What motivated you to begin writing this book, and how?
With the aid of Hollywood and the movie industry, Western advertising firms and Zionist media have been working for many years to legitimize the American military's presence in many regions of the world (particularly West Asia) and present them as the only saviors of the world and humanity while disguising their covert crimes and aggressions as a war against terrorism.
On the other hand, American soldiers and veterans who experience mental crises like committing suicide or the opposite of this process, i.e., being impacted by Shia instruction and the events of Karbala, are severely censored.
Concerning these issues, the absence of a book that may make references to existing documents was particularly felt. In light of this, I began writing the novel after conducting some research and studying.
How much time was spent conducting the research? Any specific issues that you ran into?
Two years or so. With credible sources, the study work wasn't too challenging. Field studies were where the primary issue lay. Iraq and the settings where the story took place were foreign to me. Of course, I had downloaded over a thousand images and videos of Iraqi citizens and various locations, as well as those of American soldiers stationed there. I also searched for and located every place I needed on Google Earth. However, I was very eager to visit those locations and interact with the locals firsthand.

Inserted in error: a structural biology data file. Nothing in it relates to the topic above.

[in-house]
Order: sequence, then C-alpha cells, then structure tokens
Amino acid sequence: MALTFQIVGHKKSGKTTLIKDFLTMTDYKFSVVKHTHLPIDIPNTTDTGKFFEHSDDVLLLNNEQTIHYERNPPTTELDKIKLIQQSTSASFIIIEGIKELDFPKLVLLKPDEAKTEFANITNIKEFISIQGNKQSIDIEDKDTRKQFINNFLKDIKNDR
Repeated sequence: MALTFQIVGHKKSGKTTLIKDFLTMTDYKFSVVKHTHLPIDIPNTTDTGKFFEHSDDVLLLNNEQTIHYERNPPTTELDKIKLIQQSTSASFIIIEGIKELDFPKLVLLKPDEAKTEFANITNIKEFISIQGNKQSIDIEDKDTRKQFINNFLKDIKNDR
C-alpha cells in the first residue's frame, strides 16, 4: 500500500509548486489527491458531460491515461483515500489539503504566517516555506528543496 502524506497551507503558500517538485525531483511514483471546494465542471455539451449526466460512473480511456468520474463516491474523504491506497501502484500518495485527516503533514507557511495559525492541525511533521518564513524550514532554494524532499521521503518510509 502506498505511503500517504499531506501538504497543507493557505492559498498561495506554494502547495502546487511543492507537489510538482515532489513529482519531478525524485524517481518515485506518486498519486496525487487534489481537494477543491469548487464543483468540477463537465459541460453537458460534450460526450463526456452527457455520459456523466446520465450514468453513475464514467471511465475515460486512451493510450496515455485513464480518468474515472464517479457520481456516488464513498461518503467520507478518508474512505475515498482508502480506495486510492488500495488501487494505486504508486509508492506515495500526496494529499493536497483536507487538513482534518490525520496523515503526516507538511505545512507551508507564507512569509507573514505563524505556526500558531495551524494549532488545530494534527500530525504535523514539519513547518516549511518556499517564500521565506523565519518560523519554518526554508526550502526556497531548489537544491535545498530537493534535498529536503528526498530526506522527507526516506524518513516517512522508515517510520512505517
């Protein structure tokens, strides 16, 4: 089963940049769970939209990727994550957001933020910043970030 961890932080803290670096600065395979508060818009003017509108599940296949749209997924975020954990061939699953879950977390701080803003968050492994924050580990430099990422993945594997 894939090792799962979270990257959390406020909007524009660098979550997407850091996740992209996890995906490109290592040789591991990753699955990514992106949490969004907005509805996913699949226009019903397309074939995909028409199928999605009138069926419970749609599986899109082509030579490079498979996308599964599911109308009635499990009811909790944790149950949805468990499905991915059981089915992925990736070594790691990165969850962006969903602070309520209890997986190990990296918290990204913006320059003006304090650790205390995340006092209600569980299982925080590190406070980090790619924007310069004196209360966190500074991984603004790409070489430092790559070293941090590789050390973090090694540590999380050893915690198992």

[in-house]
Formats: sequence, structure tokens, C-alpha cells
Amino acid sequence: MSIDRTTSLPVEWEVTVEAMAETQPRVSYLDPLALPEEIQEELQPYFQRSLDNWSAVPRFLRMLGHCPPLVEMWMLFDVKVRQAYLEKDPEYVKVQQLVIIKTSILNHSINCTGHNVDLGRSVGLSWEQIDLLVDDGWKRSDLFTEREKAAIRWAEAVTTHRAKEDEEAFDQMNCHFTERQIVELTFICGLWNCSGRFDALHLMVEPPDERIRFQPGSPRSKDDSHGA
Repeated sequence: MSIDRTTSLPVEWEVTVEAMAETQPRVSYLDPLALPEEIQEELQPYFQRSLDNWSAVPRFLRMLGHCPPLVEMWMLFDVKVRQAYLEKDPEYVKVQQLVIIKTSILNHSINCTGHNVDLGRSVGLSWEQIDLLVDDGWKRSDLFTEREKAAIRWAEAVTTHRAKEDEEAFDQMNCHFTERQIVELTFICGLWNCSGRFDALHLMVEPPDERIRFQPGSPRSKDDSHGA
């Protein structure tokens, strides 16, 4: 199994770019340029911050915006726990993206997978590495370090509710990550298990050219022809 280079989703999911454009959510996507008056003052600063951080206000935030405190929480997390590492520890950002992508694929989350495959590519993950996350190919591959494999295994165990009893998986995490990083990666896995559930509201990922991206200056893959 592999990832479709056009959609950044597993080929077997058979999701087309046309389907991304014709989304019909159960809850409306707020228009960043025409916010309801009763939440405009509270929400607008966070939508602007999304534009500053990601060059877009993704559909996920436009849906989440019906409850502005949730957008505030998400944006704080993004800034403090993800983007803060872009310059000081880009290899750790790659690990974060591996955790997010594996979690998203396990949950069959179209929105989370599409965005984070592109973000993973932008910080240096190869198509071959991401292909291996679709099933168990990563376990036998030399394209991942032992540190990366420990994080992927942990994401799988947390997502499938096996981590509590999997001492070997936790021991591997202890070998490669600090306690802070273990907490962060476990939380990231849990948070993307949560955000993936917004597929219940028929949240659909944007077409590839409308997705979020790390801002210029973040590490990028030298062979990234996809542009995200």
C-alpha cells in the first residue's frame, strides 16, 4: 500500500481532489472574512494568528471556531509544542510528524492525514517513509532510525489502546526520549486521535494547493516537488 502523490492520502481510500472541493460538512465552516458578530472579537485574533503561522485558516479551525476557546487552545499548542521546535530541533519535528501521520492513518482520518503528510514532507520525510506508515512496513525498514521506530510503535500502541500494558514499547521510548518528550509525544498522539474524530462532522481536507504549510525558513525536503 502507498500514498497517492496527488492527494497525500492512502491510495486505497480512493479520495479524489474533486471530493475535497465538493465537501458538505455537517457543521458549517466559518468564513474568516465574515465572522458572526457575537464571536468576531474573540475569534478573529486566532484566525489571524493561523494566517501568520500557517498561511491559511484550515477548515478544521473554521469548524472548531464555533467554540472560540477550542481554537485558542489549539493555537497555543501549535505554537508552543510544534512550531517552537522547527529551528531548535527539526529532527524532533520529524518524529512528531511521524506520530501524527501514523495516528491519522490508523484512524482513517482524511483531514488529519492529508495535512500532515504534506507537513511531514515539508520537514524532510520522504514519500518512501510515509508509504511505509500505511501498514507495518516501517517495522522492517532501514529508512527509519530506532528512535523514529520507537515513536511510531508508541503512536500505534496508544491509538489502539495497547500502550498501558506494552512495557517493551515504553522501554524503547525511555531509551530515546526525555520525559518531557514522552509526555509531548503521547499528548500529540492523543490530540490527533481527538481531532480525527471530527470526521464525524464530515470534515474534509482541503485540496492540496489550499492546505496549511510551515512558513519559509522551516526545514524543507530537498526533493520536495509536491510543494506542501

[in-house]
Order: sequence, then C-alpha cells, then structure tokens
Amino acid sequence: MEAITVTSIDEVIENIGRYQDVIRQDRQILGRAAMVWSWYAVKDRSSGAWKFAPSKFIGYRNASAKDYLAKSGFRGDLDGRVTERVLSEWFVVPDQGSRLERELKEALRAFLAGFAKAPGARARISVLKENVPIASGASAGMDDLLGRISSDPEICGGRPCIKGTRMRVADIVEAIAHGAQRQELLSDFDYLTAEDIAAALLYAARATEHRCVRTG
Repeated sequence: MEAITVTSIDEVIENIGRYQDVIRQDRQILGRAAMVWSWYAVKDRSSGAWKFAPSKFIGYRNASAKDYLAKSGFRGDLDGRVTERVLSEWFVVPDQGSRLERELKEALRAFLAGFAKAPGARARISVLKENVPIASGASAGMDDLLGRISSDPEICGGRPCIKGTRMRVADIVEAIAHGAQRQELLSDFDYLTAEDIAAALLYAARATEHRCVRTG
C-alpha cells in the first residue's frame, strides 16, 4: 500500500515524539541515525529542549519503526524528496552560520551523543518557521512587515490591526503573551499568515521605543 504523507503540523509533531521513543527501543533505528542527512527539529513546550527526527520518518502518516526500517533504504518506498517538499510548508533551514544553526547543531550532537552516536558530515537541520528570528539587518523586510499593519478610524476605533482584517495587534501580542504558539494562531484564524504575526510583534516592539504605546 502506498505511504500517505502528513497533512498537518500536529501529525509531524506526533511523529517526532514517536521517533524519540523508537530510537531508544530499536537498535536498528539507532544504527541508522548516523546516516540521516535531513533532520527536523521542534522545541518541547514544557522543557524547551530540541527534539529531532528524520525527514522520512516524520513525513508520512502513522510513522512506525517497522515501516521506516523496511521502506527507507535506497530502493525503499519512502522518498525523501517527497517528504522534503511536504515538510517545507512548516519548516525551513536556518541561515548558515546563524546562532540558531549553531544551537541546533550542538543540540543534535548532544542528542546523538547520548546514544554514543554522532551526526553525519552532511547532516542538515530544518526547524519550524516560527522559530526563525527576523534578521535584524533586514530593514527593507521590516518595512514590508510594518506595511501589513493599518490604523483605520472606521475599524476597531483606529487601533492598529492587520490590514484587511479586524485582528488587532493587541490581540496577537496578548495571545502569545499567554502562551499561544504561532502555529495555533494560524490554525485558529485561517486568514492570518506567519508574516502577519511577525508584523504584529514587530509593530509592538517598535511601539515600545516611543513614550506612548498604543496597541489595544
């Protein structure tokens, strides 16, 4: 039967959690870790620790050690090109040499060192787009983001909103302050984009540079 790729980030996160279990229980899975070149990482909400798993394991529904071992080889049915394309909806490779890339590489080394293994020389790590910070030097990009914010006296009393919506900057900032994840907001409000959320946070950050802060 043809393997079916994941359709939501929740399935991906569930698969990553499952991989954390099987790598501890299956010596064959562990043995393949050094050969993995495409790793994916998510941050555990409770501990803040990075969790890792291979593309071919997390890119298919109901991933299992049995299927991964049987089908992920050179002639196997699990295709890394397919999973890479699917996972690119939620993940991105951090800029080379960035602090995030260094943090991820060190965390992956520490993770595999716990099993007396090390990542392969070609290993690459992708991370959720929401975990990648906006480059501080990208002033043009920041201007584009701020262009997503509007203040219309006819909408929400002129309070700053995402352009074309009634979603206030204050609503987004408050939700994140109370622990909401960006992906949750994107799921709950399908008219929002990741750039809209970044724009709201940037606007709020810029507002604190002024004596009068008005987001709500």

The only option, then, was to watch practically every movie ever made regarding the wars in Iraq and Afghanistan. Sometimes I would watch a movie several times and listen to the characters' dialogue to become familiar with their speech patterns and to learn how to find phrases that would convey the same tone. Because American soldiers are infamous for using crude language in a cowboy-like manner, which was challenging for me to pull off.
Please describe the book's theme.
Perhaps, in a nutshell, it can be said that the story depicts the battle between right and wrong, God and the devil.
What do you think the most significant aspect of your book is?
The novel's freshness is its most prominent feature. To put it another way, I sought to depart from the usual narrative format and choose various points of view to depict Soldier Ryan's psychological and mental health, who is the main character of the novel. I should also mention that I took the tastes of the American audience into consideration when creating the work, regardless of whether it will be translated or not.
Could you provide us with a brief explanation of the book's name?
In Arabic, the word "haam" signifies "thirst" or "one seeking water," and in Hebrew, it means "hot and scorching." One of the characters in the book with the name Haam also has a series of experiences that the story revolves around him.